Amid the fanfare surrounding President Barack Obama’s landmark visit to Cuba on Monday, a different US diplomatic achievement took place.
As Obama toured Havana, Secretary of State John Kerry sat down for a meeting with members of the Revolutionary Armed Forces of Colombia (FARC), a left-wing rebel group that has fought Colombian forces and paramilitaries for more than 50 years.
The meeting was the first one between a US secretary of state and the FARC since the rebels were designated a terrorist group by the US in 1997.
Even now, as peace talks move forward, US government considers the FARC a terrorist organisation, but that may soon change.
The FARC’s struggle with the Colombian state has dragged on since the early 1960s, and the rebel group, which formed in part as a self-defence group for rural Colombians, has since moved into other, more nefarious enterprises — including kidnapping and drug trafficking.
The Colombian government of Juan Manuel Santos and FARC representatives began peace talks in 2012 in Havana. Since then, the negotiators have reached at least partial accords on five of the six points on their agenda, with the “end of conflict” point — how to disarm and reintegrate FARC fighters — needing the most work, according to the America’s Society.
The issue of FARC’s inclusion on the US State Department’s Foreign Terrorist Organisations list has become particularly salient as the conflict nears what appears to be an end.
Colombian President Santos said earlier this year that once a deal was signed the US should remove the group from the list.
“If they sign it’s because we have a timetable for their disarmament and they have committed themselves to lay down their arms and make this transition to legal life,” Santos told the AP. “So I would say yes, I hope that they would be eliminated from the terror list.”
The US has said such a change would require more evidence of the FARC’s commitment to peace.
“We take the [Colombian] president’s request very seriously, but the same laws that apply to other groups apply to the FARC … they have to disarm, end their criminal activities and stop forming a risk for US interests,” US special envoy Bernard Aronson said earlier this year.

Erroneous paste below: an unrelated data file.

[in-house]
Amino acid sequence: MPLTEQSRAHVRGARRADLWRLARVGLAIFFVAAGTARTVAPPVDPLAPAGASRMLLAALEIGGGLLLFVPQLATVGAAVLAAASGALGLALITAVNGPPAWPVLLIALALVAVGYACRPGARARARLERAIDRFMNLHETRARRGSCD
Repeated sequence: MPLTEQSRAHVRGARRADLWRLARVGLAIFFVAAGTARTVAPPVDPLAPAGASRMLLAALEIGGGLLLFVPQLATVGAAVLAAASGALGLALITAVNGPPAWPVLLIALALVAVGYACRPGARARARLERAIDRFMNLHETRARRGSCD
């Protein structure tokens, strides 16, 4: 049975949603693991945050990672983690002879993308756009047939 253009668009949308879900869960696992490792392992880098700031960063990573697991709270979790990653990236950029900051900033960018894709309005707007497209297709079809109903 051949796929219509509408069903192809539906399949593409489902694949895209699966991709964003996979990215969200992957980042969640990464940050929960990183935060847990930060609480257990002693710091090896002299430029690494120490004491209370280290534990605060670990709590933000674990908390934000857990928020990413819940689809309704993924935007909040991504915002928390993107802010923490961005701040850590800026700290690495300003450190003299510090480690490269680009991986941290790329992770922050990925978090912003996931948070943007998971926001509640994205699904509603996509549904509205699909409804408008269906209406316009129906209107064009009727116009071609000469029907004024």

“When this happens, a revision process will begin to determine if the conditions [that justify a group’s designation as terrorist] no longer exist and they can be removed,” Aronson added.
Even if Colombian and FARC negotiators conclude a peace deal, removal from the terror list could take some time. The United Self-Defence Forces of Colombia, a right-wing paramilitary group with extensive ties to Colombian politicians and responsible for many rights abuses, weren’t removed from the list until 2014 — eight years after they officially demobilized.
Other issues remain before a deal is finished. In March, the Colombian congress gave the government power to set up demobilization zones, where government officials won’t be able arrest FARC members.
Critics worry this step will permit an incident similar to one that happened in the early 2000s, when FARC rebels used such a zone to remobilize and entrench their drug-trafficking operations. (Santos has suggested some leniency for FARC’s drug traffickers as part of the deal, but stressed than any violators of the deal would face extradition to the US.)
FARC members are also worried as they attempt to reenter civilian political life, they could face violent retaliation, as happened in the 1980s and 1990s and continues to happen to members of Colombia’s political left. (Reintegration of the millions of displaced persons in Colombia is also a point of concern.)
To that end, Kerry affirmed US willingness to support the security of those who lay down their arms as part of the peace process.
Kerry’s meeting with FARC leadership, as well as the US’s role in Colombia-FARC negotiations more broadly, have escaped notice amid Obama’s historic rapprochement with Cuba.
But rather then competing initiatives, US officials framed the two events as part of a united diplomatic effort.
“This Cuba policy is also our Latin American policy,” national security adviser Ben Rhodes told press at a Monday-evening briefing. “It’s why we are at the peace table with the Colombians here in Havana.”
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